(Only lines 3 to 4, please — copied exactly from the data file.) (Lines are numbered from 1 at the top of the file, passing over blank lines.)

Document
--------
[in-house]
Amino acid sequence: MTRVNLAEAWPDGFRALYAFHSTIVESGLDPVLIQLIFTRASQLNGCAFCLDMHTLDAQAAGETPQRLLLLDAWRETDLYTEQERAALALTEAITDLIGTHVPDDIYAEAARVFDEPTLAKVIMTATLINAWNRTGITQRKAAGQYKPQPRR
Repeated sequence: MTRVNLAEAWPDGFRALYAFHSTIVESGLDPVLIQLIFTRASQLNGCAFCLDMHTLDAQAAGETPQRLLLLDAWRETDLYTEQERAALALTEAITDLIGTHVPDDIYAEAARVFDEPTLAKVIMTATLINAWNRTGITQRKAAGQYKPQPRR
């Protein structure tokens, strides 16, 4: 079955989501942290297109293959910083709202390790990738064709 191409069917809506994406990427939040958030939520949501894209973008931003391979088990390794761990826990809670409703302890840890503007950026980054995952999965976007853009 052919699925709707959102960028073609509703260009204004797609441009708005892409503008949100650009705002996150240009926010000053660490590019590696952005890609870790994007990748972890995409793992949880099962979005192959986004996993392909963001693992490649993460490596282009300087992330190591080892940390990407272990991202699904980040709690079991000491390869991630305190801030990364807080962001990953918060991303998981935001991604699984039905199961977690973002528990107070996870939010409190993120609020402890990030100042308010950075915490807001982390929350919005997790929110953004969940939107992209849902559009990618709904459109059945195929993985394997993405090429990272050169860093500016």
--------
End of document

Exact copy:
Repeated sequence: MTRVNLAEAWPDGFRALYAFHSTIVESGLDPVLIQLIFTRASQLNGCAFCLDMHTLDAQAAGETPQRLLLLDAWRETDLYTEQERAALALTEAITDLIGTHVPDDIYAEAARVFDEPTLAKVIMTATLINAWNRTGITQRKAAGQYKPQPRR
């Protein structure tokens, strides 16, 4: 079955989501942290297109293959910083709202390790990738064709 191409069917809506994406990427939040958030939520949501894209973008931003391979088990390794761990826990809670409703302890840890503007950026980054995952999965976007853009 052919699925709707959102960028073609509703260009204004797609441009708005892409503008949100650009705002996150240009926010000053660490590019590696952005890609870790994007990748972890995409793992949880099962979005192959986004996993392909963001693992490649993460490596282009300087992330190591080892940390990407272990991202699904980040709690079991000491390869991630305190801030990364807080962001990953918060991303998981935001991604699984039905199961977690973002528990107070996870939010409190993120609020402890990030100042308010950075915490807001982390929350919005997790929110953004969940939107992209849902559009990618709904459109059945195929993985394997993405090429990272050169860093500016």